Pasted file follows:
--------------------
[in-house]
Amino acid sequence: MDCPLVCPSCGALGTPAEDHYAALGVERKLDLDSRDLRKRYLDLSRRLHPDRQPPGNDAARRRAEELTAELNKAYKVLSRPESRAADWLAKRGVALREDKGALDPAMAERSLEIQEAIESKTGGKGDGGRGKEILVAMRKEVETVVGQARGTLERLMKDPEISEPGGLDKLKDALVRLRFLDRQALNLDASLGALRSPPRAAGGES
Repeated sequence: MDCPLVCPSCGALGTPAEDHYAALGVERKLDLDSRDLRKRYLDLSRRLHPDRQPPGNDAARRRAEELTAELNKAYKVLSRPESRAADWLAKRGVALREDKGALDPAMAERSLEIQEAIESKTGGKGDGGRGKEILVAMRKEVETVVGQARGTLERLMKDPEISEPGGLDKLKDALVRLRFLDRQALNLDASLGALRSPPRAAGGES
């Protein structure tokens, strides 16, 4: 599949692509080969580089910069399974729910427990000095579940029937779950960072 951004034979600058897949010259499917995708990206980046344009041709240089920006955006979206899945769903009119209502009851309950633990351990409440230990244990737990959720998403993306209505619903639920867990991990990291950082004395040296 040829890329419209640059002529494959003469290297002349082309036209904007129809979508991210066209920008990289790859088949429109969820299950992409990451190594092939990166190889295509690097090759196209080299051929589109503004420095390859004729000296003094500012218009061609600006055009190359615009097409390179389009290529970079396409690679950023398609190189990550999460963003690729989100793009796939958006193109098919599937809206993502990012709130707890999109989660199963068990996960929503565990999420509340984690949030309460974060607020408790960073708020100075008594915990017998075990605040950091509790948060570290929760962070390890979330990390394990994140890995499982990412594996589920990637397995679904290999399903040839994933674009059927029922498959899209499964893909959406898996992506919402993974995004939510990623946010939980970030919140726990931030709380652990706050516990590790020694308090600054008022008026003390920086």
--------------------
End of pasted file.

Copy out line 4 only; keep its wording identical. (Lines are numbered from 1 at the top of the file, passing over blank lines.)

């Protein structure tokens, strides 16, 4: 599949692509080969580089910069399974729910427990000095579940029937779950960072 951004034979600058897949010259499917995708990206980046344009041709240089920006955006979206899945769903009119209502009851309950633990351990409440230990244990737990959720998403993306209505619903639920867990991990990291950082004395040296 040829890329419209640059002529494959003469290297002349082309036209904007129809979508991210066209920008990289790859088949429109969820299950992409990451190594092939990166190889295509690097090759196209080299051929589109503004420095390859004729000296003094500012218009061609600006055009190359615009097409390179389009290529970079396409690679950023398609190189990550999460963003690729989100793009796939958006193109098919599937809206993502990012709130707890999109989660199963068990996960929503565990999420509340984690949030309460974060607020408790960073708020100075008594915990017998075990605040950091509790948060570290929760962070390890979330990390394990994140890995499982990412594996589920990637397995679904290999399903040839994933674009059927029922498959899209499964893909959406898996992506919402993974995004939510990623946010939980970030919140726990931030709380652990706050516990590790020694308090600054008022008026003390920086």